Michael Gray, CPA's Tax and Business Insight

April 2, 2019

© 2019 by Michael C. Gray

ISSN 1539-395X

A monthly report to help you prepare for your financial future, keep more of what you earn by minimizing your taxes, and build an extraordinary business!

Route to _______   _______   _______   _______   _______

(If you find this information valuable, please pass it on to a friend!)

Table of Contents

Minerva Siemer checks out sea life at the Monterey Bay Aquarium
Minerva Siemer checks out sea life at the Monterey Bay Aquarium.

Happy Easter!

Easter will be celebrated on April 21 this year. I prefer it when Easter falls after April 15, so I can enjoy the holiday without thinking about tax deadlines. Spring is already here, but I think of Easter as the beginning of spring. It's also a special family holiday for many people, as well as a religious holiday to think about making a fresh start, based on the resurrection of Jesus. Have a happy and safe holiday.

Return to Table of Contents

Family celebrations.

April is a big birthday month for my family. My daughter and office manager, Dawn Siemer, her husband John and her daughter, Kara, all have April birthdays! Allen Le, Thi Nguyen's husband, is also celebrating his birthday this month. Happy Birthdays!

Return to Table of Contents

Due date for 2018 individual, calendar year estates and trusts, and calendar year corporation income tax returns is April 15, 2019.

There is an exception for residents of Maine and Massachusetts. Their due date is April 17, 2019 because of the Patriot's Day in those states and the Emancipation Day holiday in the District of Columbia.

Return to Table of Contents

What if you don't have the money to pay the tax?

The IRS will allow you to file an extension without paying the tax. You are still required to include an estimate of the tax due on the form. (The extension will not be accepted without this amount being entered.) The late filing penalty will be waived provided your income tax returns are filed on the extended due date, which is October 15, 2019 for most individuals.

California automatically allows the extension without filing a form.

A late payment penalty of 1/2% per month will apply for any tax due not paid by April 17, 2018, unless at least 90% of the tax finally determined was paid by that date.

Interest will also be charged for the unpaid tax and can't be waived. (The current rate is 6% for individuals.)

If a 2018 individual income tax return isn't filed by April 15, 2019 and a valid extension isn't filed by that date, the late filing penalty is 5% of the unpaid tax per month filed late, to a maximum of 25%. (In some cases, California will assess a penalty on the entire tax without reduction for payments received. See your tax advisor for details.)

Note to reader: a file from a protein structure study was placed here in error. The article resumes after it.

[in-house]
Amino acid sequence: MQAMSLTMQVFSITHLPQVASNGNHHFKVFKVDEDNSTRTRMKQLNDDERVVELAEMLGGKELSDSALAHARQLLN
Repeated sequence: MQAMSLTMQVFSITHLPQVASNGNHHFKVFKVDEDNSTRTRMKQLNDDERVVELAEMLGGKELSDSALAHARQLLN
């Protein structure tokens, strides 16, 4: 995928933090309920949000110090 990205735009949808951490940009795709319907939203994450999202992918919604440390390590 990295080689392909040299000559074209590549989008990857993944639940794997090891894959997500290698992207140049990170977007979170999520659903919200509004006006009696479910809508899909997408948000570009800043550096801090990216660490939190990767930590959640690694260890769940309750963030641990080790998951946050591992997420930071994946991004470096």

Return to Table of Contents

Remember that an estimated tax payment is also due on April 15.

The first 2018 estimated tax payment for individuals and most other calendar year entities is also due on April 15, 2019. The penalties for late payment of estimated taxes are computed as simple interest, but the interest rate has been increasing. The federal estimated payment can be based on 25% of last year's tax liability California "front loads" the first estimated tax payment as 30% of last year's tax liability. California taxpayers with taxable income of $1 million or more must make their estimated tax payments based on their actual income and deductions.

(For individuals with adjusted gross income exceeding $150,000 or $75,000 for married persons filing a separate income tax return, the prior-year exception is 110% of last year's tax liability.)

Return to Table of Contents

Remember the second California real estate tax payment is due April 10.

There is a nasty penalty for paying real estate taxes late, and the date slips past us because we're thinking about April 15. Why not make this payment now, so you don't forget it?

Return to Table of Contents

If you haven't given your tax preparation information to your preparer yet, plan on getting an extension of time to file.

An extension form should be submitted with a payment of any estimated balance of tax by April 15. For help with your extension, call Ms. Thi Nguyen, CPA at 408-286-7400, extension 206.

Return to Table of Contents

Attention CPAs located in the Silicon Valley area.

Are you overloaded for review of income tax returns this tax season? Do you need a sanity check or research relating to a complex tax issue? Maybe I can help on a project basis. Call me, Michael Gray, at 408-918-3161 or email mgray@taxtrimmers.com.

Return to Table of Contents

Dividing community property information for spouses and RDPs.

California and several other states have community property laws. In general, that means income earned from community property assets and the earnings of either spouse are one-half owned by each spouse or registered domestic partner (RDP). If separate returns are filed, it makes reporting more comples because one-half of the income and withholding from Forms W-2 (and certain Forms 1099) should be reported on each income tax return. The IRS has issued Form 8958, Allocation of Tax Amounts Between Certain Individuals in Community Property States, to allocate tax amounts for married persons filing as separate spouses or RDPs with community property rights, including income, deductions, credits, taxes and withholding.